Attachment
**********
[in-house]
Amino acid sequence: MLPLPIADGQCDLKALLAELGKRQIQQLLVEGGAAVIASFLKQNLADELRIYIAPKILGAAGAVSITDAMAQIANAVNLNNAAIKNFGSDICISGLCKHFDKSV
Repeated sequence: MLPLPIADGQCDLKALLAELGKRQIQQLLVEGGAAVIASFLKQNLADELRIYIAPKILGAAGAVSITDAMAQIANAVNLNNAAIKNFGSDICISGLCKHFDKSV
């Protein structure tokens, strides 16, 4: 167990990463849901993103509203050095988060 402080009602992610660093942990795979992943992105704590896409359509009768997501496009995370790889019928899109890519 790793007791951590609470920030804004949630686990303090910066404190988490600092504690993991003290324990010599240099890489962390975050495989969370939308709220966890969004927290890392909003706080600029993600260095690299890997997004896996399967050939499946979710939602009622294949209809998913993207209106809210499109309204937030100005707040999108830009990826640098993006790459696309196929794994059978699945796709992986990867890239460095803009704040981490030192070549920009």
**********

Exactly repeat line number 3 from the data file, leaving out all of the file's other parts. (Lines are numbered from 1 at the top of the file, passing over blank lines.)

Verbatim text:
Repeated sequence: MLPLPIADGQCDLKALLAELGKRQIQQLLVEGGAAVIASFLKQNLADELRIYIAPKILGAAGAVSITDAMAQIANAVNLNNAAIKNFGSDICISGLCKHFDKSV